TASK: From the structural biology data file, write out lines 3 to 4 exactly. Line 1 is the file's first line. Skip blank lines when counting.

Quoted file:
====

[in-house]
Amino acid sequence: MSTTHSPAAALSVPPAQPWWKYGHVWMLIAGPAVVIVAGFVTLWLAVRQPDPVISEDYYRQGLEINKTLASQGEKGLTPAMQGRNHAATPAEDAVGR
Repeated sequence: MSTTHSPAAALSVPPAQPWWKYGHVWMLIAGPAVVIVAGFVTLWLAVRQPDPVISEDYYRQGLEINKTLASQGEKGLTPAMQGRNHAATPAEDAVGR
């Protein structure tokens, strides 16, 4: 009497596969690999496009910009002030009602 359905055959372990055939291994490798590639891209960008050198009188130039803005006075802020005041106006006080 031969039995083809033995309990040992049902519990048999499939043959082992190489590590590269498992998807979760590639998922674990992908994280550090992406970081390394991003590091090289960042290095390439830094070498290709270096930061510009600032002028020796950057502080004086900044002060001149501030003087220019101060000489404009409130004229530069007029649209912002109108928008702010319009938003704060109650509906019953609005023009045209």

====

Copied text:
Repeated sequence: MSTTHSPAAALSVPPAQPWWKYGHVWMLIAGPAVVIVAGFVTLWLAVRQPDPVISEDYYRQGLEINKTLASQGEKGLTPAMQGRNHAATPAEDAVGR
């Protein structure tokens, strides 16, 4: 009497596969690999496009910009002030009602 359905055959372990055939291994490798590639891209960008050198009188130039803005006075802020005041106006006080 031969039995083809033995309990040992049902519990048999499939043959082992190489590590590269498992998807979760590639998922674990992908994280550090992406970081390394991003590091090289960042290095390439830094070498290709270096930061510009600032002028020796950057502080004086900044002060001149501030003087220019101060000489404009409130004229530069007029649209912002109108928008702010319009938003704060109650509906019953609005023009045209």